“Ethics-related economics in the sense supported by Sen instead follows Aristotle (thus placing the discussion back in the Persian period!) in the concern for subordinating economics to the pursuit of the good of humankind. The difference lies in the purpose and aims of the discipline, especially in terms of what is defined as ‘good’: the increase of the ‘good of humanity’ or the increase of ‘overall wealth’. Both of these perspectives can have some bearing on my project. Ethics-related economics provides help in opening up the perspectives in the biblical texts, which are unquestionably concerned with ethics, especially when ethics is defined along the lines of ‘moral imagination’ or narrative ethics. When broadened to consider economics as an attempt to increase the ‘good of humanity’ along the lines of Aristotle, then the general purpose of economics is under debate. This is also the question that I submit is central for the focus on theological-communal economics in the book(s) of Ezra-Nehemiah, as well as in other Persian period biblical texts. They place the emphasis of their use of economic thinking and terminology in the framework of what is ‘good’ for the community. In terms of theology proper, the biblical texts consider specific economic roles for God. In terms of human economic practice and economic structures, Nehemiah describes various roles for economics that have negative of positive effects on the community, thus the question of what is ‘good’ for Judean society. What orthodox economics seem to assume is that ‘everything has its price’ and can, therefore, be commoditized in one way or another. It remains a question, however, to what extent such a view is reductionist of human society.” (19-20, italics original, bold added)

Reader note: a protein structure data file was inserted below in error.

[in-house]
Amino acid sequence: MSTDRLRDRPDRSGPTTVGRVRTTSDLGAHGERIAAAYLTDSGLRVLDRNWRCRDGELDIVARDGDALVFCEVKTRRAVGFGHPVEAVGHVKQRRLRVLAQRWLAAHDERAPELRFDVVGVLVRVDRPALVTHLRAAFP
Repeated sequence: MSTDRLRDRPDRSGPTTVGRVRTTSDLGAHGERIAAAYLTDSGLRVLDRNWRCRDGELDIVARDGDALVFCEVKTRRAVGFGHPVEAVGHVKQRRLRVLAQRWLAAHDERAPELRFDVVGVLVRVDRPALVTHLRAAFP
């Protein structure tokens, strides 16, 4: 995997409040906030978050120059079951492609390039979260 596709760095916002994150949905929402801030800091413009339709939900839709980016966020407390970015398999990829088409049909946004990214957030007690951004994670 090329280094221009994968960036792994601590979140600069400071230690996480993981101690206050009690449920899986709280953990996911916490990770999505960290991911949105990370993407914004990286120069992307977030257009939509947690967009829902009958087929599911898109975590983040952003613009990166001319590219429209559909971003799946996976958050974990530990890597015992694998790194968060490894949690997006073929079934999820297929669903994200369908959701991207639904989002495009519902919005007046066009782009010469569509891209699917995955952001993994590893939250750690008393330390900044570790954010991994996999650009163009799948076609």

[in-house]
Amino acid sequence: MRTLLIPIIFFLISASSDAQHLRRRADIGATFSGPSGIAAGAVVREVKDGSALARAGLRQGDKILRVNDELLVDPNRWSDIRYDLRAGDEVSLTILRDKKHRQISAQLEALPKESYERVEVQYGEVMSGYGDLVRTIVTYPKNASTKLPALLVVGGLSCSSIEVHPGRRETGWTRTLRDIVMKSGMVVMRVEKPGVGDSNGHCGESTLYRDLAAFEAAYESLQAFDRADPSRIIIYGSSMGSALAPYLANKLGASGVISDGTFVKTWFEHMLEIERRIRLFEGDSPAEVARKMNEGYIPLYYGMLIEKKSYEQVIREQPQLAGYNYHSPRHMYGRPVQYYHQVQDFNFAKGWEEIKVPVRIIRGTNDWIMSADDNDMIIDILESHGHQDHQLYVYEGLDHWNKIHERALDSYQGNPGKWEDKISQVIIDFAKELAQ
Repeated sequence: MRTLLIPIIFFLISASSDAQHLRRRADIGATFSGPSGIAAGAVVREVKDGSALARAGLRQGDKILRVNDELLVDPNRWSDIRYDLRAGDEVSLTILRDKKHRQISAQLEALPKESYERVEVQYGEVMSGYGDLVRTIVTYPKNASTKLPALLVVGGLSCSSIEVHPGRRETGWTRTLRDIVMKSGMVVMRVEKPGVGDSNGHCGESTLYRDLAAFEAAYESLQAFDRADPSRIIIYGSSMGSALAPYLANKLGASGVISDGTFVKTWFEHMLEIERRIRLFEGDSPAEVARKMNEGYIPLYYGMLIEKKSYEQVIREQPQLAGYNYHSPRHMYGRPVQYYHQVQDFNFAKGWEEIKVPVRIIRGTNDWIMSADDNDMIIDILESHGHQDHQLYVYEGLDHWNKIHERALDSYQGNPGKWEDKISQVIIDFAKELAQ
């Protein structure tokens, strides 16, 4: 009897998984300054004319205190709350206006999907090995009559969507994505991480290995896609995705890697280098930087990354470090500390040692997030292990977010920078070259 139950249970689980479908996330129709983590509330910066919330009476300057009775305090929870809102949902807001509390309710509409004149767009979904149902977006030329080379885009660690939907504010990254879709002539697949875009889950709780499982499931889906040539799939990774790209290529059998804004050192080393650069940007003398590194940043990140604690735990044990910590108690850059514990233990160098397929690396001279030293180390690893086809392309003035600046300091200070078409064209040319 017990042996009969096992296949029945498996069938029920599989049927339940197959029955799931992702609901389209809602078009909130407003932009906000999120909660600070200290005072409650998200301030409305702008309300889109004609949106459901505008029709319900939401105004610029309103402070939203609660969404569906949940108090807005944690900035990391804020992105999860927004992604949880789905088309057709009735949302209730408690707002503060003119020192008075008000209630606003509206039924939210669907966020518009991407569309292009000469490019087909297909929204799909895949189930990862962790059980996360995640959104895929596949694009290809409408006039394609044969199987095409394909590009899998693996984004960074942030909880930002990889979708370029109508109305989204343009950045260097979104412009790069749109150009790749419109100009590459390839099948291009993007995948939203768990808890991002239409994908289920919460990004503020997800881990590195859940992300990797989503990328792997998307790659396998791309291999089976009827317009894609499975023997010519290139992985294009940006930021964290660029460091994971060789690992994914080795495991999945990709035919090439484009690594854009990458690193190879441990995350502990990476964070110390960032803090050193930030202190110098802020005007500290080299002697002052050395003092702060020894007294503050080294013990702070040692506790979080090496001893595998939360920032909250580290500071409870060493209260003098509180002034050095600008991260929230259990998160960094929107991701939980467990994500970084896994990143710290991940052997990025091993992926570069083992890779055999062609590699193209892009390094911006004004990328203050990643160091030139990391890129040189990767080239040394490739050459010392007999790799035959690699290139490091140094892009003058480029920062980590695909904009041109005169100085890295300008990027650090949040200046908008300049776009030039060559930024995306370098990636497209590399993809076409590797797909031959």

Peter Altmann, Economics in Persian-Period Biblical Texts: Their Interactions with Economic Developments in the Persian Period and Earlier Biblical Traditions (FAT 109; Tübigen: Mohr Siebeck, 2016).